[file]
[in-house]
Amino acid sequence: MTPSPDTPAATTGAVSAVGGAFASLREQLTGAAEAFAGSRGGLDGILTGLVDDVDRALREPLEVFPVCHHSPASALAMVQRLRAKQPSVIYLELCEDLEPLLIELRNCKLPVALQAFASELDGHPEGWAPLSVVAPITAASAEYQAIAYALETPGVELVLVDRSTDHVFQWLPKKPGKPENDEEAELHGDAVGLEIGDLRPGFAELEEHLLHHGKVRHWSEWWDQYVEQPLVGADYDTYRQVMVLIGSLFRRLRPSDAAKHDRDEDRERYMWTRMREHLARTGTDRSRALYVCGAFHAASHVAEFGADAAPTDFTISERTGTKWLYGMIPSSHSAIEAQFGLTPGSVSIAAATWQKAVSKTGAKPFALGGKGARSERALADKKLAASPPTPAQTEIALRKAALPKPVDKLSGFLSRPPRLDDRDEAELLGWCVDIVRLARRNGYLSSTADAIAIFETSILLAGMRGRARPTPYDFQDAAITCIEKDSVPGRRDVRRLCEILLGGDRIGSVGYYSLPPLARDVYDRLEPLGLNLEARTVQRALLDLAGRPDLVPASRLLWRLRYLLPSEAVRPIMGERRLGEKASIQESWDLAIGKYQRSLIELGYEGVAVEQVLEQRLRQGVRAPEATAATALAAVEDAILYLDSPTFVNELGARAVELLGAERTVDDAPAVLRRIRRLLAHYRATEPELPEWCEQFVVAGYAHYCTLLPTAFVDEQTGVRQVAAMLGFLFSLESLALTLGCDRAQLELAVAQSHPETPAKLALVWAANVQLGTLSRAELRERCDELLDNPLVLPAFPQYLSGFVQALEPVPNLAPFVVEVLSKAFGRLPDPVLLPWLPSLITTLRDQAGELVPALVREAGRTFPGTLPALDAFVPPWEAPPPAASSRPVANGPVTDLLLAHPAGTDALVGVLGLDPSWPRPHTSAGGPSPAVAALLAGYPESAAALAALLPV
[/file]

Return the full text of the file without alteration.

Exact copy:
[in-house]
Amino acid sequence: MTPSPDTPAATTGAVSAVGGAFASLREQLTGAAEAFAGSRGGLDGILTGLVDDVDRALREPLEVFPVCHHSPASALAMVQRLRAKQPSVIYLELCEDLEPLLIELRNCKLPVALQAFASELDGHPEGWAPLSVVAPITAASAEYQAIAYALETPGVELVLVDRSTDHVFQWLPKKPGKPENDEEAELHGDAVGLEIGDLRPGFAELEEHLLHHGKVRHWSEWWDQYVEQPLVGADYDTYRQVMVLIGSLFRRLRPSDAAKHDRDEDRERYMWTRMREHLARTGTDRSRALYVCGAFHAASHVAEFGADAAPTDFTISERTGTKWLYGMIPSSHSAIEAQFGLTPGSVSIAAATWQKAVSKTGAKPFALGGKGARSERALADKKLAASPPTPAQTEIALRKAALPKPVDKLSGFLSRPPRLDDRDEAELLGWCVDIVRLARRNGYLSSTADAIAIFETSILLAGMRGRARPTPYDFQDAAITCIEKDSVPGRRDVRRLCEILLGGDRIGSVGYYSLPPLARDVYDRLEPLGLNLEARTVQRALLDLAGRPDLVPASRLLWRLRYLLPSEAVRPIMGERRLGEKASIQESWDLAIGKYQRSLIELGYEGVAVEQVLEQRLRQGVRAPEATAATALAAVEDAILYLDSPTFVNELGARAVELLGAERTVDDAPAVLRRIRRLLAHYRATEPELPEWCEQFVVAGYAHYCTLLPTAFVDEQTGVRQVAAMLGFLFSLESLALTLGCDRAQLELAVAQSHPETPAKLALVWAANVQLGTLSRAELRERCDELLDNPLVLPAFPQYLSGFVQALEPVPNLAPFVVEVLSKAFGRLPDPVLLPWLPSLITTLRDQAGELVPALVREAGRTFPGTLPALDAFVPPWEAPPPAASSRPVANGPVTDLLLAHPAGTDALVGVLGLDPSWPRPHTSAGGPSPAVAALLAGYPESAAALAALLPV